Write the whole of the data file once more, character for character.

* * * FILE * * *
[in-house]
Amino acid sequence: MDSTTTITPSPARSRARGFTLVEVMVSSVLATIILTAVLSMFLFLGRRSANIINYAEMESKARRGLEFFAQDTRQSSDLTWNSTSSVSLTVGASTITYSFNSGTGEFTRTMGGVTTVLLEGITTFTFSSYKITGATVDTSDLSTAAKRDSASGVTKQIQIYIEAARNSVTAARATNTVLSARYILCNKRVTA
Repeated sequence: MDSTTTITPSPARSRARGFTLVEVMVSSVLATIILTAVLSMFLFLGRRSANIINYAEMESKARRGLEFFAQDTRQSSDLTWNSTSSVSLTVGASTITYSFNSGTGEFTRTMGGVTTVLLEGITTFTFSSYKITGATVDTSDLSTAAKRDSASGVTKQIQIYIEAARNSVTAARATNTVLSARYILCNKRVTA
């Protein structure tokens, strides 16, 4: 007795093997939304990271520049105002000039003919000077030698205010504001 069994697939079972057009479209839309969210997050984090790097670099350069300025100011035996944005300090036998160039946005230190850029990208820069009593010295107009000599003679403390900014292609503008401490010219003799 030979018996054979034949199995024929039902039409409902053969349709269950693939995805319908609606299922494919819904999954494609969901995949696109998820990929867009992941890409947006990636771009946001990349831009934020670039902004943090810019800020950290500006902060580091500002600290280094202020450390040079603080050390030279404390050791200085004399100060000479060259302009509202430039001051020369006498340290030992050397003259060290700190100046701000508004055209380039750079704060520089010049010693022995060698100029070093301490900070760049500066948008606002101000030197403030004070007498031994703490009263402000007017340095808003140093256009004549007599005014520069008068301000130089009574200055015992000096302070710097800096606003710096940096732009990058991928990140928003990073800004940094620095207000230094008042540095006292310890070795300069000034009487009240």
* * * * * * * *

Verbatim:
[in-house]
Amino acid sequence: MDSTTTITPSPARSRARGFTLVEVMVSSVLATIILTAVLSMFLFLGRRSANIINYAEMESKARRGLEFFAQDTRQSSDLTWNSTSSVSLTVGASTITYSFNSGTGEFTRTMGGVTTVLLEGITTFTFSSYKITGATVDTSDLSTAAKRDSASGVTKQIQIYIEAARNSVTAARATNTVLSARYILCNKRVTA
Repeated sequence: MDSTTTITPSPARSRARGFTLVEVMVSSVLATIILTAVLSMFLFLGRRSANIINYAEMESKARRGLEFFAQDTRQSSDLTWNSTSSVSLTVGASTITYSFNSGTGEFTRTMGGVTTVLLEGITTFTFSSYKITGATVDTSDLSTAAKRDSASGVTKQIQIYIEAARNSVTAARATNTVLSARYILCNKRVTA
């Protein structure tokens, strides 16, 4: 007795093997939304990271520049105002000039003919000077030698205010504001 069994697939079972057009479209839309969210997050984090790097670099350069300025100011035996944005300090036998160039946005230190850029990208820069009593010295107009000599003679403390900014292609503008401490010219003799 030979018996054979034949199995024929039902039409409902053969349709269950693939995805319908609606299922494919819904999954494609969901995949696109998820990929867009992941890409947006990636771009946001990349831009934020670039902004943090810019800020950290500006902060580091500002600290280094202020450390040079603080050390030279404390050791200085004399100060000479060259302009509202430039001051020369006498340290030992050397003259060290700190100046701000508004055209380039750079704060520089010049010693022995060698100029070093301490900070760049500066948008606002101000030197403030004070007498031994703490009263402000007017340095808003140093256009004549007599005014520069008068301000130089009574200055015992000096302070710097800096606003710096940096732009990058991928990140928003990073800004940094620095207000230094008042540095006292310890070795300069000034009487009240």